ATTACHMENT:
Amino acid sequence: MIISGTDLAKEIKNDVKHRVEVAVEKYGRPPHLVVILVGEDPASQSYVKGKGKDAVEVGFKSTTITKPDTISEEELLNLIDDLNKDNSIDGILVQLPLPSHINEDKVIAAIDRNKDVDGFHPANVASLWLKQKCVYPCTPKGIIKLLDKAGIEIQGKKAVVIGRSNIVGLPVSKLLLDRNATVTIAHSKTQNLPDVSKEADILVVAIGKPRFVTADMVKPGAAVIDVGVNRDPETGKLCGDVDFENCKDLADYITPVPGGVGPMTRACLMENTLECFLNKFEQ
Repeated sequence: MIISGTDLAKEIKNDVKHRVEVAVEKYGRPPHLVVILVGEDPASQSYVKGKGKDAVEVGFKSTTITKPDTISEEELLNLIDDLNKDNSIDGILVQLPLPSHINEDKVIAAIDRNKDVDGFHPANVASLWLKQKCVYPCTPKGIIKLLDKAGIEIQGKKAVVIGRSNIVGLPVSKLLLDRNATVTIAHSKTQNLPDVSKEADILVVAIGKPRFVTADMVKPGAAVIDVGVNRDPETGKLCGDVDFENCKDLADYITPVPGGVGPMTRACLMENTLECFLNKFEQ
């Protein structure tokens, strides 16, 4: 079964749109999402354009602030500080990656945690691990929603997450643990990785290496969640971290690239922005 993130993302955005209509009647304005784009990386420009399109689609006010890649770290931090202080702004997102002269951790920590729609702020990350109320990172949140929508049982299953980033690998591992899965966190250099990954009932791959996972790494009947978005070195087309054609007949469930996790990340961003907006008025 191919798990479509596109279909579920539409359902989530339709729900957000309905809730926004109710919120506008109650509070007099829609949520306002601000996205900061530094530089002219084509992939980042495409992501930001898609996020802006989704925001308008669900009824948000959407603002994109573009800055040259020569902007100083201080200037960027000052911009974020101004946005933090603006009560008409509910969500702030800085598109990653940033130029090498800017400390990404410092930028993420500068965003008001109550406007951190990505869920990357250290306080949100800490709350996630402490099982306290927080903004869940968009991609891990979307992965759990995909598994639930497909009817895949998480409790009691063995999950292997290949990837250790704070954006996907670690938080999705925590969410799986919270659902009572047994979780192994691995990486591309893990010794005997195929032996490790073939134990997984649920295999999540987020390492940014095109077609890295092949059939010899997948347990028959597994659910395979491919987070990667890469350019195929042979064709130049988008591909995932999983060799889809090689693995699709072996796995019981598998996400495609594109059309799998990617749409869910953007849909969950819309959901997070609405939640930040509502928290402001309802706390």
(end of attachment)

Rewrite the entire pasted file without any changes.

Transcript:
Amino acid sequence: MIISGTDLAKEIKNDVKHRVEVAVEKYGRPPHLVVILVGEDPASQSYVKGKGKDAVEVGFKSTTITKPDTISEEELLNLIDDLNKDNSIDGILVQLPLPSHINEDKVIAAIDRNKDVDGFHPANVASLWLKQKCVYPCTPKGIIKLLDKAGIEIQGKKAVVIGRSNIVGLPVSKLLLDRNATVTIAHSKTQNLPDVSKEADILVVAIGKPRFVTADMVKPGAAVIDVGVNRDPETGKLCGDVDFENCKDLADYITPVPGGVGPMTRACLMENTLECFLNKFEQ
Repeated sequence: MIISGTDLAKEIKNDVKHRVEVAVEKYGRPPHLVVILVGEDPASQSYVKGKGKDAVEVGFKSTTITKPDTISEEELLNLIDDLNKDNSIDGILVQLPLPSHINEDKVIAAIDRNKDVDGFHPANVASLWLKQKCVYPCTPKGIIKLLDKAGIEIQGKKAVVIGRSNIVGLPVSKLLLDRNATVTIAHSKTQNLPDVSKEADILVVAIGKPRFVTADMVKPGAAVIDVGVNRDPETGKLCGDVDFENCKDLADYITPVPGGVGPMTRACLMENTLECFLNKFEQ
């Protein structure tokens, strides 16, 4: 079964749109999402354009602030500080990656945690691990929603997450643990990785290496969640971290690239922005 993130993302955005209509009647304005784009990386420009399109689609006010890649770290931090202080702004997102002269951790920590729609702020990350109320990172949140929508049982299953980033690998591992899965966190250099990954009932791959996972790494009947978005070195087309054609007949469930996790990340961003907006008025 191919798990479509596109279909579920539409359902989530339709729900957000309905809730926004109710919120506008109650509070007099829609949520306002601000996205900061530094530089002219084509992939980042495409992501930001898609996020802006989704925001308008669900009824948000959407603002994109573009800055040259020569902007100083201080200037960027000052911009974020101004946005933090603006009560008409509910969500702030800085598109990653940033130029090498800017400390990404410092930028993420500068965003008001109550406007951190990505869920990357250290306080949100800490709350996630402490099982306290927080903004869940968009991609891990979307992965759990995909598994639930497909009817895949998480409790009691063995999950292997290949990837250790704070954006996907670690938080999705925590969410799986919270659902009572047994979780192994691995990486591309893990010794005997195929032996490790073939134990997984649920295999999540987020390492940014095109077609890295092949059939010899997948347990028959597994659910395979491919987070990667890469350019195929042979064709130049988008591909995932999983060799889809090689693995699709072996796995019981598998996400495609594109059309799998990617749409869910953007849909969950819309959901997070609405939640930040509502928290402001309802706390």